# Generate N sequential numbers (fast)

• Comments posted to this topic are about the item Generate N sequential numbers (fast)

• For a limited number of rows (< 100) using a recursive common table expression is an alternative:

`DECLARE @lowerbound int`

`DECLARE @increment int`

`DECLARE @upperbound int`

`SET @lowerbound = -5`

`SET @upperbound = 90`

`SET @increment = 3`

`;`

`WITH seq AS (`

`SELECT @lowerbound AS n `

`UNION ALL`

`SELECT seq.n + @increment AS n`

`FROM seq INNER JOIN (SELECT NULL AS a) a ON`

`n < @upperbound`

`)`

`SELECT n FROM seq`

Note that due to recursion, the number of returned rows may not exceed 99.

Jan-Willem Lankhaar

• jw.lankhaar (6/13/2013)

For a limited number of rows (< 100) using a recursive common table expression is an alternative:

`DECLARE @lowerbound int`

`DECLARE @increment int`

`DECLARE @upperbound int`

`SET @lowerbound = -5`

`SET @upperbound = 90`

`SET @increment = 3`

`;`

`WITH seq AS (`

`SELECT @lowerbound AS n `

`UNION ALL`

`SELECT seq.n + @increment AS n`

`FROM seq INNER JOIN (SELECT NULL AS a) a ON`

`n < @upperbound`

`)`

`SELECT n FROM seq`

Note that due to recursion, the number of returned rows may not exceed 99.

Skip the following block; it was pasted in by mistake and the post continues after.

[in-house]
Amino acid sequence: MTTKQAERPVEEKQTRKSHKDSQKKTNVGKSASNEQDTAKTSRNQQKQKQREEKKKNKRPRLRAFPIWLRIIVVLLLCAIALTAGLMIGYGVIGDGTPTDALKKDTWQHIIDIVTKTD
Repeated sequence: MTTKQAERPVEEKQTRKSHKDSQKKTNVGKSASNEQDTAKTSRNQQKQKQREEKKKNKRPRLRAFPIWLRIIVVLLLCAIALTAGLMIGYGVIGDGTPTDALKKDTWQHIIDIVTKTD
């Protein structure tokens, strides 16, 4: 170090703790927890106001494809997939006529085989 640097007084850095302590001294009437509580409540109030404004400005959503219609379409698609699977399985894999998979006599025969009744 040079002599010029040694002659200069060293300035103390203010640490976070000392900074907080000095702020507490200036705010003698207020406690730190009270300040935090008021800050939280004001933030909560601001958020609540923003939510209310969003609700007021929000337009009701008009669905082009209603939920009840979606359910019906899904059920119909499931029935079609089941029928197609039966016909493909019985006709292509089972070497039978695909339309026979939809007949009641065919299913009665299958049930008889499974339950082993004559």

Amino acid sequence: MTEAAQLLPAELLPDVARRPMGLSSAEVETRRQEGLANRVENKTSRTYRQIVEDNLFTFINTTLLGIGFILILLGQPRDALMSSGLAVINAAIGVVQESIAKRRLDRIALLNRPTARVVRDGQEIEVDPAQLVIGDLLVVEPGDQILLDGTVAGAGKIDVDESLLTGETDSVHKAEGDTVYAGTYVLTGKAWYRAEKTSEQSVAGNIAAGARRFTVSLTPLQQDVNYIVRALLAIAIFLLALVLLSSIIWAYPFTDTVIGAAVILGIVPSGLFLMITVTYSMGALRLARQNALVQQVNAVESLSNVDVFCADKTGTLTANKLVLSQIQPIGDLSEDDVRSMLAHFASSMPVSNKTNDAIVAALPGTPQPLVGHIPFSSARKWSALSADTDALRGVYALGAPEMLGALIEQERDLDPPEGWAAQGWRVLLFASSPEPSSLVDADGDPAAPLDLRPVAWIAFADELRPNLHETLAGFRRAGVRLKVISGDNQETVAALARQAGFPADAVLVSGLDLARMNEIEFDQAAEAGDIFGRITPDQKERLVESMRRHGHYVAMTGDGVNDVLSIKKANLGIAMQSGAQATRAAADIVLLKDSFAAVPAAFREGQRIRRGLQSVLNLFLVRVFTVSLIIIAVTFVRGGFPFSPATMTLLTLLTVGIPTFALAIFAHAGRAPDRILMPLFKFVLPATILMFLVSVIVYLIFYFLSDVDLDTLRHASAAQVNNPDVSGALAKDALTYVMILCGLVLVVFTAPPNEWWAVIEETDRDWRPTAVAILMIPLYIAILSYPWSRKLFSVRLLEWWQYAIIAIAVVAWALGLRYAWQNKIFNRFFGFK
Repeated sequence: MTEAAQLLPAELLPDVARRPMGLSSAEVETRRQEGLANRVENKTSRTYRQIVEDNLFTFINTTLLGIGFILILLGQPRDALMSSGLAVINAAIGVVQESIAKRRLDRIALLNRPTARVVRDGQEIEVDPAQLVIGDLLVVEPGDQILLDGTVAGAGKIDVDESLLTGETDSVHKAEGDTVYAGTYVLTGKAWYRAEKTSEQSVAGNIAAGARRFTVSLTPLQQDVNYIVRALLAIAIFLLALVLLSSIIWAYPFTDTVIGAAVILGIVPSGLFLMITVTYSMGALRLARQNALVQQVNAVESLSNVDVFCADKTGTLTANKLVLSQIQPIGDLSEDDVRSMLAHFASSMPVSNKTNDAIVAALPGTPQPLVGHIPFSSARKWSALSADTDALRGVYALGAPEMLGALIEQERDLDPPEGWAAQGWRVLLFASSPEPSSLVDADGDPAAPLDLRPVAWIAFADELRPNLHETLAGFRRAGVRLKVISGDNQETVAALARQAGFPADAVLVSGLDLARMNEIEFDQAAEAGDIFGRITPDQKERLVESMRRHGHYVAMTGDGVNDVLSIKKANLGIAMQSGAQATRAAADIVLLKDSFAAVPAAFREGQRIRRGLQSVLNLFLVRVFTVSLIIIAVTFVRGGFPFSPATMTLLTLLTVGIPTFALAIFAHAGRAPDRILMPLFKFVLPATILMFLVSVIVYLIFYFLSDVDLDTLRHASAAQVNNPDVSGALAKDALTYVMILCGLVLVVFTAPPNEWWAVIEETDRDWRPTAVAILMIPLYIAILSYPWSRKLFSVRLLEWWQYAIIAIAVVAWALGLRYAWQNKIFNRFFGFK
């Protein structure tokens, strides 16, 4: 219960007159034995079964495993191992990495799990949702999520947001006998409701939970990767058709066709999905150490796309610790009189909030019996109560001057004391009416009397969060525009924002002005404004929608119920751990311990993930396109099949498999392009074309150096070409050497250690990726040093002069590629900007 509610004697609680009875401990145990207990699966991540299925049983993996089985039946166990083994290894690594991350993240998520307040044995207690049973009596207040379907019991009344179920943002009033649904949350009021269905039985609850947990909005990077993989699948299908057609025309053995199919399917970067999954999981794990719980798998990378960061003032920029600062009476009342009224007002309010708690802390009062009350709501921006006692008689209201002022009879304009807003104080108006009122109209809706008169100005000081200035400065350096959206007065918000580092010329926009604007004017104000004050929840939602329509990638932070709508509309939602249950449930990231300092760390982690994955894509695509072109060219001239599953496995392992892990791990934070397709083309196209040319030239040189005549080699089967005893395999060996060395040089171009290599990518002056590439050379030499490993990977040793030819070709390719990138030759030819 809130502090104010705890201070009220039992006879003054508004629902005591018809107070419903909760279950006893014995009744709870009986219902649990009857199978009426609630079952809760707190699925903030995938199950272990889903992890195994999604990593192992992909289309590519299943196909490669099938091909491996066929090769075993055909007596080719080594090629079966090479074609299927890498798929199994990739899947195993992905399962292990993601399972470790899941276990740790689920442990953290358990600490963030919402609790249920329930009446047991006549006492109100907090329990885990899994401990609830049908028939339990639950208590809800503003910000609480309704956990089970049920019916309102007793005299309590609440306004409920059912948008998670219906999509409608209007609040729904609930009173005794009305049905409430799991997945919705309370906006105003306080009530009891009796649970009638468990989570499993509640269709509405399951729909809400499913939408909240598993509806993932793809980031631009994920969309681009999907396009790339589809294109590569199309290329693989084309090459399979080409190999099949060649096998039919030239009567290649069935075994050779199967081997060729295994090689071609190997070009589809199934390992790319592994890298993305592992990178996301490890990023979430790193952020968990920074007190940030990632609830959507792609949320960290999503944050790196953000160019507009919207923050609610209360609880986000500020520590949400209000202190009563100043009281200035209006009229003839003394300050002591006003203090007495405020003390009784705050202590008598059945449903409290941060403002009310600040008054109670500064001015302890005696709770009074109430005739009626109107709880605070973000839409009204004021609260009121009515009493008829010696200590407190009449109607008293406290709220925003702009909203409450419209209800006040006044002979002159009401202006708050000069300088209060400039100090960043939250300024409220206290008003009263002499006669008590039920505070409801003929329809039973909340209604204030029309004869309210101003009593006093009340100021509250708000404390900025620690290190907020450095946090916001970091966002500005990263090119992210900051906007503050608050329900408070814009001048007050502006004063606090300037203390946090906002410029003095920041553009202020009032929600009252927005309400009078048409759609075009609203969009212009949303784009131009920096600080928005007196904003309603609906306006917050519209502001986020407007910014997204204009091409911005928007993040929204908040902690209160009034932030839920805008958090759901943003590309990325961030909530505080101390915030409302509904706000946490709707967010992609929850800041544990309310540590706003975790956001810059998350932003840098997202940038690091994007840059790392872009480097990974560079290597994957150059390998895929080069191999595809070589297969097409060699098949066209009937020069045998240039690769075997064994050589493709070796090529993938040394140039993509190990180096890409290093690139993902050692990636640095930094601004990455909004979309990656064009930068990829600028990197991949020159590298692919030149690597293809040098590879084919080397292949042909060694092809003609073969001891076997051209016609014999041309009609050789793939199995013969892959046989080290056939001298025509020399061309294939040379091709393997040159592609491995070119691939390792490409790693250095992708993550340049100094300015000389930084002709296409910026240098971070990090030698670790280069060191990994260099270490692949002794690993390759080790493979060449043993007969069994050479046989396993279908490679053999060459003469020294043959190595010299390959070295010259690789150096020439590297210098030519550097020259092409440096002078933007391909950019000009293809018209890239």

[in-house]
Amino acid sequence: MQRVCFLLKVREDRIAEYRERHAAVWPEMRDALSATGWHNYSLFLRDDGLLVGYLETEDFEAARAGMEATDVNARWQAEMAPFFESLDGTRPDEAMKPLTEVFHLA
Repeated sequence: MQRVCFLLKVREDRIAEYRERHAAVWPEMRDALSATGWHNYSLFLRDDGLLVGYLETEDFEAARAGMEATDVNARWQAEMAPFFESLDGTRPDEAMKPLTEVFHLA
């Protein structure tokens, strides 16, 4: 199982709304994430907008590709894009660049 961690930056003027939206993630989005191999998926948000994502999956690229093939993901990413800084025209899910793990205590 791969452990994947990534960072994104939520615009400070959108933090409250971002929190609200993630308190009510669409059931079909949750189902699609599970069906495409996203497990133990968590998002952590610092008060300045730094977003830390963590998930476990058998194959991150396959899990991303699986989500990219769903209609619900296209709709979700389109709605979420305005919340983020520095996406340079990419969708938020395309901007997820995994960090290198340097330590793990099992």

Jan-Willem Lankhaar

`DECLARE`

`@lowerbound INT,`

`@increment INT,`

`@upperbound INT`

`SELECT`

`@lowerbound = -5,`

`@upperbound = 2800000,`

`@increment = 3;`

`SELECT x.Start + y.Inc`

`FROM [dbo].[InlineTally] (1000000) t`

`CROSS APPLY (SELECT Start = (t.n+@lowerbound-1)) x`

`CROSS APPLY (SELECT Inc = (t.n-1)*(2)) y`

`WHERE x.Start + y.Inc <= @upperbound;`

`-- (933,336 row(s) affected) / 00:00:05`

`WITH seq AS (`

`SELECT n = @lowerbound`

`UNION ALL`

`SELECT seq.n + @increment`

`FROM seq`

`WHERE n < @upperbound`

`)`

`SELECT n FROM seq OPTION(MAXRECURSION 0);`

`-- (933,336 row(s) affected) / 00:00:12`

“Write the query the simplest way. If through testing it becomes clear that the performance is inadequate, consider alternative query forms.” - Gail Shaw

Understanding and using APPLY, (I) and (II) Paul White
Hidden RBAR: Triangular Joins / The "Numbers" or "Tally" Table: What it is and how it replaces a loop Jeff Moden

• Did you run any performance tests with this? It LOOKS simpler to the eye and at first I thought it looked really good--and it still may be a better alternative than the Itzik Ben-Gan algorithm. I ran some quickie tests with both by plugging your new code into a tally table itvf I use frequently which uses the Itzik method. Then I ran a very simple function that stepped through random characters in strings of varying length. Just something to make a comparison.

I plan on doing some more testing but it will probably be next week if I'm to do it right with some good functions. If you have any ideas for some functions/scripts that might give your model a good test, please pass them along. I've been working on creating a testing methodology that will (I hope) be easy enough to use so that any promising ideas like yours can be put to the test.